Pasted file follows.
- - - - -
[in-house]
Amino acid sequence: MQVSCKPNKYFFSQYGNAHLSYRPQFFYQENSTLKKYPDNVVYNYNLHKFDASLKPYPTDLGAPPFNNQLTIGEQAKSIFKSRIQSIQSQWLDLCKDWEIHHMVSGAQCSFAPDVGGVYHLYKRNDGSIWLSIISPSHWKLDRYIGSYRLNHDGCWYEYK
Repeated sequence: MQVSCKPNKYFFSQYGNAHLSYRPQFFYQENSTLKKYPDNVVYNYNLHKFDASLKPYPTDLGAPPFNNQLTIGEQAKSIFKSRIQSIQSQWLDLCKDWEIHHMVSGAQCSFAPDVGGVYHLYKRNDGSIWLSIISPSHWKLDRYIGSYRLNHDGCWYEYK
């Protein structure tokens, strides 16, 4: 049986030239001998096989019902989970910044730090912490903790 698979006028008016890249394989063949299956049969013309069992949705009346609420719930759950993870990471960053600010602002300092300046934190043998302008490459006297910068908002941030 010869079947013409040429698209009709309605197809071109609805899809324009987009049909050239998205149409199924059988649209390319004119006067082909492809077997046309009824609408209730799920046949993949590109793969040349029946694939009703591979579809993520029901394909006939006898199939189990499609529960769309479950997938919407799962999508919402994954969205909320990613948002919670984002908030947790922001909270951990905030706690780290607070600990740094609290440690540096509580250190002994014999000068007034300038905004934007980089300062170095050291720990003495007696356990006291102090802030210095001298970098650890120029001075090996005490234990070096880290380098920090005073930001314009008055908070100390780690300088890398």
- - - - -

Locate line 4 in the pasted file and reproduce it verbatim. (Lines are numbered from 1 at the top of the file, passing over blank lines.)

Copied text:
């Protein structure tokens, strides 16, 4: 049986030239001998096989019902989970910044730090912490903790 698979006028008016890249394989063949299956049969013309069992949705009346609420719930759950993870990471960053600010602002300092300046934190043998302008490459006297910068908002941030 010869079947013409040429698209009709309605197809071109609805899809324009987009049909050239998205149409199924059988649209390319004119006067082909492809077997046309009824609408209730799920046949993949590109793969040349029946694939009703591979579809993520029901394909006939006898199939189990499609529960769309479950997938919407799962999508919402994954969205909320990613948002919670984002908030947790922001909270951990905030706690780290607070600990740094609290440690540096509580250190002994014999000068007034300038905004934007980089300062170095050291720990003495007696356990006291102090802030210095001298970098650890120029001075090996005490234990070096880290380098920090005073930001314009008055908070100390780690300088890398």